Super funds required to help make your nest egg last

Superannuation funds will soon be required to present strategies to members to help them better plan for a comfortable retirement.

The superannuation system is designed to help Australians retire with funds to at least partially support their retirement. But what often happens is that people finish work with a significant sum of money in their super account, but then have little idea how to make the most of that nest egg.

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The government and financial regulators are now demanding that funds show more leadership and develop income strategies to help retirees enjoy as comfortable a lifestyle as possible.

From 1 July, superannuation funds will be required to publish a summary of all the retirement income strategies they offer to members.

The strategies must outline how they will help retired members, or those nearing retirement, to maximise their expected retirement income and manage any expected risks to their super balance.

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Funds are also expected to detail if they are developing new retirement income products. One that is regularly mentioned is annuities, which pay a guaranteed income for life and are adjusted for inflation.

Budgeting tools and forecasts about potential income in retirement could also be provided to their members while they are still in the accumulation phase.

David Knox, senior partner at asset management firm Mercer, told the Brisbane Times one group of retirees would benefit most from these changes.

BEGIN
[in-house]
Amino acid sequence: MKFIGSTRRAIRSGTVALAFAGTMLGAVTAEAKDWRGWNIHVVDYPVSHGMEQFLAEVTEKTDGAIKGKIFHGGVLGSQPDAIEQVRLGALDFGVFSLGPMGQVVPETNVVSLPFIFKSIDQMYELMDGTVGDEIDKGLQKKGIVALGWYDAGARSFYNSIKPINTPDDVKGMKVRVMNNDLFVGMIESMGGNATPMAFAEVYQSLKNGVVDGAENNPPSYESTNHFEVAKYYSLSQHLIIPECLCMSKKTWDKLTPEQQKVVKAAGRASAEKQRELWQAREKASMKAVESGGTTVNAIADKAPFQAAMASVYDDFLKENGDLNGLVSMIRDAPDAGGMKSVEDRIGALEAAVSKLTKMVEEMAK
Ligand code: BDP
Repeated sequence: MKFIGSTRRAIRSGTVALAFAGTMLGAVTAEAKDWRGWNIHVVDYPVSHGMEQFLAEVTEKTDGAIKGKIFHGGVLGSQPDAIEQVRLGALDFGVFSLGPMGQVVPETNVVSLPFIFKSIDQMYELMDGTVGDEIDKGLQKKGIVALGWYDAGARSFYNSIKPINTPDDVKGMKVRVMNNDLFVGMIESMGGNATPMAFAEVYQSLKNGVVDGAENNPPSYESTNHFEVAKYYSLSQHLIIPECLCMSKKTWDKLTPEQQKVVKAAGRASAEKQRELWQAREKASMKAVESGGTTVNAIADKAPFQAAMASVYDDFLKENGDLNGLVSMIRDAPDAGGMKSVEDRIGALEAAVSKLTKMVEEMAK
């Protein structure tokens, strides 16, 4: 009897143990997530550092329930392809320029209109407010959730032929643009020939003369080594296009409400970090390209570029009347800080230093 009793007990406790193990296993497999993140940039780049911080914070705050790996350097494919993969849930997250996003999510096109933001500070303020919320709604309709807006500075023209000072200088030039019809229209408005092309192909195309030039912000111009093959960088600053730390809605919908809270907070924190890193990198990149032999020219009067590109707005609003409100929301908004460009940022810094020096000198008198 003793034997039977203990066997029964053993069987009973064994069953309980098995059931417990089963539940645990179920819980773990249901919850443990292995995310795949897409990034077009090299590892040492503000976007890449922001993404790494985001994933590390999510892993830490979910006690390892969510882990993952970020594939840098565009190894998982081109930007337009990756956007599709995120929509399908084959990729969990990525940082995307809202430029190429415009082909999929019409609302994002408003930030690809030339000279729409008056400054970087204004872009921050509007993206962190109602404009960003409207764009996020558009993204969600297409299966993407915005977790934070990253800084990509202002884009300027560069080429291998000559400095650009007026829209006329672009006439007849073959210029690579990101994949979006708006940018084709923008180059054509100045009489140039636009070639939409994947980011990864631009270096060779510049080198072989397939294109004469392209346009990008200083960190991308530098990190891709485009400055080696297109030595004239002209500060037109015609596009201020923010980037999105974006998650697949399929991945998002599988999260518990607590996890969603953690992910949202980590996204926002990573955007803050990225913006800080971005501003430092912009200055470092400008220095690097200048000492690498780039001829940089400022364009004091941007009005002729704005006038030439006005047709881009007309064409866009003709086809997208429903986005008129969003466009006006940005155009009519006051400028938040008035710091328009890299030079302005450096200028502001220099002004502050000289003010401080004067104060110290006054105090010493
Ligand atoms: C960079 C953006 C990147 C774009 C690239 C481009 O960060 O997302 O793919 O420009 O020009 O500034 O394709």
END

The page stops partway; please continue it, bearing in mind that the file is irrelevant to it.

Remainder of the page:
Retired couples with at least $1 million in super and who own their home will most likely be able to fully fund their retirement.

Those who retire with between $200,000 and $300,000 in super will likely need to rely on the full Age Pension to fund their retirement.

But it’s people in the middle, with between $300,000 and $1 million in super who often find their funds running out later in life. It’s this group that the changes are aimed at helping.

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People in this group often have an above-average lifestyle which they wish to maintain, but without sufficient funds (even with the Age Pension factored in) to do so for decades.

A survey conducted by Challenger of 3000 Australians over the age of 45 has shown that almost half of people in this age bracket were concerned about running out of money in retirement, compared to just 30 per cent who weren’t worried at all. Only 40 per cent of respondents said they expect to live a comfortable life in retirement.

It seems the concerns are valid. Data from the Australian Taxation Office (ATO) shows that by age 70, only 37 per cent of people have any super left at all.

Of that fraction who do, the median balance at this age falls to between $100,000 and $149,000.

Requiring super funds to provide better strategies to make retirement income last will go a long way towards ensuring the continuing dignity of older Australians.

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Written by Brad Lockyer